I’m keeping a secret from my husband. I feel bad about it, but I just can’t get up the nerve to tell him.
First, let me tell you the back-story.
We’ve been doing a lot of home renovation lately. It started when I, on a whim, decided to scrape the popcorn texture off our ceiling in the kitchen. Of course, this led to us having to scrape the texture off the ceilings of all the rooms on the main floor of our house. And since we are painting the ceilings . . . we may as well also paint the walls and trim on the first floor. It only makes sense.
And since we have cleared out all the rooms of their contents, we may as well get new flooring too . . .
Anyway, this snow-day decision to scrape the popcorn off the ceiling has caused my husband hours of work as he has patiently patched, sanded, and painted our now- smooth ceilings. I’m a handy gal, but I’m not super gifted in the sheetrock department, so my hubby is taking care of that part of the renovation. I’m not entirely without skill though. I am the painter in our family.
It was when I was painting the trim around the windows that I made a discovery. I haven’t shared this with my husband yet. Maybe I will just send him the link to this blog when it is published. Here’s my secret, honey:
We need new windows!
I know! What we have here is a real “When You Give a Mouse a Cookie” situation.
If you have kids, you have read this children’s book (and the countless other versions the author wrote to piggyback on the success of the first one.) If you haven’t read the book, in it a child discusses the ramifications of giving a cookie to an overall-wearing mouse. After the mouse enjoys the cookie, he wants a glass of milk. Because this mouse obviously doesn’t care for the environment, he then asks for a turtle-killing straw.
As a result of the child giving the mouse a cookie, the child’s house becomes a huge mess, and the boy sits in a chair at the end of the day, thoroughly exhausted. (Welcome to adulthood, kid!)
But I digress.
My husband and I have joked about how my “cookie” was “smooth ceilings.” The result of me getting my cookie is that my husband and I are sitting on our couch at the end of the day with paint in our hair.
And now I want more.
As I was saying, I was painting the trim around our windows on an unusually cold day when I noticed a significant draft coming in through the windows. While it was cold outside, it wasn’t a particularly windy day. But I felt a draft. Darn.
Thinking perhaps that I was overreacting, I quickly asked Google how you know whether or not it is time to purchase new windows. Here’s what I learned.
Signs you need new windows
High energy bills
During the winter, if it feels cooler when you stand next to a window than the rest of the room, you could need new windows. If your windows are old or inefficient, this can have a significant impact on your energy bills. Standing next to my living room window made me want to put on a sweatshirt. I am a forty-seven-year-old woman going through some pre-changes-of-life symptoms. If I am cold enough for a sweatshirt, that is big news.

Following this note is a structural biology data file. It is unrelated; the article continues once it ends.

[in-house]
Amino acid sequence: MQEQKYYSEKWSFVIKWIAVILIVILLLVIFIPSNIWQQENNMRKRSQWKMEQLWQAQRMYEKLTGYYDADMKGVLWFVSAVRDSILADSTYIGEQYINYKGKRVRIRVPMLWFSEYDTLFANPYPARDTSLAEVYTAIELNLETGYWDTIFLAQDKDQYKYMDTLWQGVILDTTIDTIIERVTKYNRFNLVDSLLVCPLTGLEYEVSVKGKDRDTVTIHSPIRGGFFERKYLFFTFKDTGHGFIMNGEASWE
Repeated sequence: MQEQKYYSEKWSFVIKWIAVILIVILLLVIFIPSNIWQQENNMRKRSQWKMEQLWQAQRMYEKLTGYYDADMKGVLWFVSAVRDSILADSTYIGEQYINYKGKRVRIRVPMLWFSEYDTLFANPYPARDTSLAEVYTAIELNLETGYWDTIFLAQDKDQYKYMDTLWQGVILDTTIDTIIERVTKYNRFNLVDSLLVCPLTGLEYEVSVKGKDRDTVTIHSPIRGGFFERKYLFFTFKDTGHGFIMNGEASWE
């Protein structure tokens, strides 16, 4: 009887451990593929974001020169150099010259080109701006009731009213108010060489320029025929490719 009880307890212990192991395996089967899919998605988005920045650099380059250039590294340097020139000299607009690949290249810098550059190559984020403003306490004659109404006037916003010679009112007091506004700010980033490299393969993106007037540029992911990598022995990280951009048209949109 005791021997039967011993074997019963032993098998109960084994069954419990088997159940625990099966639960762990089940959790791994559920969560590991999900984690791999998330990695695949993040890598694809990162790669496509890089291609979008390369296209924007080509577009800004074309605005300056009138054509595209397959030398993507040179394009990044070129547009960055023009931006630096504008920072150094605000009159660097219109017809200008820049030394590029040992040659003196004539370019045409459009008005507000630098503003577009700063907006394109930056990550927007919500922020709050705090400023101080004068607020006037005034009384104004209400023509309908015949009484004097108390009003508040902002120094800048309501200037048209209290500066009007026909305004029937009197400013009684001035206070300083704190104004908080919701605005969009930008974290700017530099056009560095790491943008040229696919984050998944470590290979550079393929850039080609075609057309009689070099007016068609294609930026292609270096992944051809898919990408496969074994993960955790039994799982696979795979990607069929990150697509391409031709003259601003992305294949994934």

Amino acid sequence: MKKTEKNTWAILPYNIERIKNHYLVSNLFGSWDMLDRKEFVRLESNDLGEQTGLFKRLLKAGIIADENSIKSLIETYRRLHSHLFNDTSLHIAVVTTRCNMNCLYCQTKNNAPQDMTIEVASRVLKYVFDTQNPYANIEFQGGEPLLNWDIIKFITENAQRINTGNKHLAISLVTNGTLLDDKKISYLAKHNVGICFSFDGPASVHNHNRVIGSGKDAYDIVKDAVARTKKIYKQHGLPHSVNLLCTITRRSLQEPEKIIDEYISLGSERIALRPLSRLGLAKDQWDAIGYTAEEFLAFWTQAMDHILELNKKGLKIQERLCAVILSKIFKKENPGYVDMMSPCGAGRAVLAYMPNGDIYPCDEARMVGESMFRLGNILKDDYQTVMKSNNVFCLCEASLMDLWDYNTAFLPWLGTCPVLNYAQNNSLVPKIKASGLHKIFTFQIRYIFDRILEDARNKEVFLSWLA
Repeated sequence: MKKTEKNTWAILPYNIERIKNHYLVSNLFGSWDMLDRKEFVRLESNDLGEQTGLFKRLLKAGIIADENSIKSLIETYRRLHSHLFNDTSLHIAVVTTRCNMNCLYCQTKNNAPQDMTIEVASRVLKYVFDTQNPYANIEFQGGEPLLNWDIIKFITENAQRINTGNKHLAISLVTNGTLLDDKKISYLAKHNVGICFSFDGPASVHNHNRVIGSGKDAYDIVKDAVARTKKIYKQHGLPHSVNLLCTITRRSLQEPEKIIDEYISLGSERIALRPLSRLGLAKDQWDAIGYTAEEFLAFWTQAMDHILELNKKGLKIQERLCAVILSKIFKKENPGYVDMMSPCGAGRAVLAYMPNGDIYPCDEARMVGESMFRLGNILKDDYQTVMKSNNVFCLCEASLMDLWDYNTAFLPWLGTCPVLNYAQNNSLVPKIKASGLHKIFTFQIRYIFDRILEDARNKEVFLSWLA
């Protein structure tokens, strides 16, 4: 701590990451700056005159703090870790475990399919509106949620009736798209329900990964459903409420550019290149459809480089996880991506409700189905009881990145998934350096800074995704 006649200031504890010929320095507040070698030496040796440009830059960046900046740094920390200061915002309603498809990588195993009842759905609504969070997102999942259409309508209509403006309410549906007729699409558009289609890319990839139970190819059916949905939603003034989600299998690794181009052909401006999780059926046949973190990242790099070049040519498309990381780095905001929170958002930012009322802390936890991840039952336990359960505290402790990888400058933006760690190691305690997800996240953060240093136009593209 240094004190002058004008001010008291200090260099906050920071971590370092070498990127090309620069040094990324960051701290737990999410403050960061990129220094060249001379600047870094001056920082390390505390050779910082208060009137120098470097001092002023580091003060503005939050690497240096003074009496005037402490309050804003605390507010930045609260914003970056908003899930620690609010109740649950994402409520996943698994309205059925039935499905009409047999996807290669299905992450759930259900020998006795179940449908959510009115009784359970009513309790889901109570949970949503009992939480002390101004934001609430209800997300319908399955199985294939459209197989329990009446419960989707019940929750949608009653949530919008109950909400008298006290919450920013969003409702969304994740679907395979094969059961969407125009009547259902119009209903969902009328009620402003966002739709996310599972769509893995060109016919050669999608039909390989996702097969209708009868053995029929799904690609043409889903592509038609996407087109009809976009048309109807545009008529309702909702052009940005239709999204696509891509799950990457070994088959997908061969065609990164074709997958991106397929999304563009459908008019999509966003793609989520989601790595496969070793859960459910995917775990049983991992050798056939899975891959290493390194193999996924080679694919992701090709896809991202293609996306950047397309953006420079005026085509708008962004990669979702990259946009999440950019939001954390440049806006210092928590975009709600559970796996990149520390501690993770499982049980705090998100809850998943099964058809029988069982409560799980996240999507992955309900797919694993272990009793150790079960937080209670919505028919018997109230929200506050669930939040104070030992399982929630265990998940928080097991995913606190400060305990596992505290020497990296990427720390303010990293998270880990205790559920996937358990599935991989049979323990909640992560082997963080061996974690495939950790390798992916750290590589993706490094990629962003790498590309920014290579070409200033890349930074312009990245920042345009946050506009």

Difficulty in opening, closing, or locking
A window that can’t be opened, closed, or locked may have been warped during hot weather. Another reason that your window may not fit properly is that your house may have shifted. Regardless of the reason, a window should be able to function correctly. Our windows need to be able to open for when I need to air out the house after burning our frozen pizzas. Also . . . for safety.
Windows are not soundproof
Modern windows are designed to reduce the amount of sound entering and exiting through the glass. New windows should make your home quieter because you will not be as likely to hear street and neighborhood noises.
We live .3 miles from a grade school, and when school is in session, I hear the noises of the bells ringing and the kids playing on the playground. Granted, I like hearing these noises. The sounds of kids screaming their heads off at recess make me smile.
On the other side of the coin, if I can hear all the sounds coming from the outside, that means that our neighbors can hear all the sounds coming from inside our house. (Oh. My. God.)
When we painted the exterior of the house a few years ago, we noticed that the wood around our windows was soft and mushy. We had wood rot around the outside of our windows. Wood rot can be difficult to stay on top of, and it may affect the durability of the window itself.
I’ve often thought of making a series of horror movies based on life in the suburbs. One of the titles will be “Lost in the Suburbs.” The movie will be based in the year 2001 when a mom tries to find addresses of houses that are for sale in the suburbs . . . WITHOUT A GPS system. (Cue screams.)
Two of my other installments in my scary-movie-series would be called “Wood Rot!” and “Street Parking.”
Window companies suggest that we should be replacing our windows every twenty years. Of course, this advice is coming from a window company, and they want to sell more windows. That’s the same as the shampoo company suggesting that you “repeat” the process of washing your hair each time you are in the shower. But if your house was built more than 20 years ago, and the builder used entry-level products throughout the home, it could be time for you to invest in some new windows.
There’s my big secret, honey. My desire to have smooth ceilings has now progressed to me having new windows. Maybe my husband will produce his own version of suburban horror stories based on our home renovation projects.
Belinda McLeod is a stay-at-home mom who works full time. Besides managing a busy household, she works with children, assists her aging father, is a free-lance writer on topics ranging from “how to become a tattoo artist in Ireland” to “symptoms of anterior blepharitis.” McLeod lives and works with her husband and three children in the Midwest.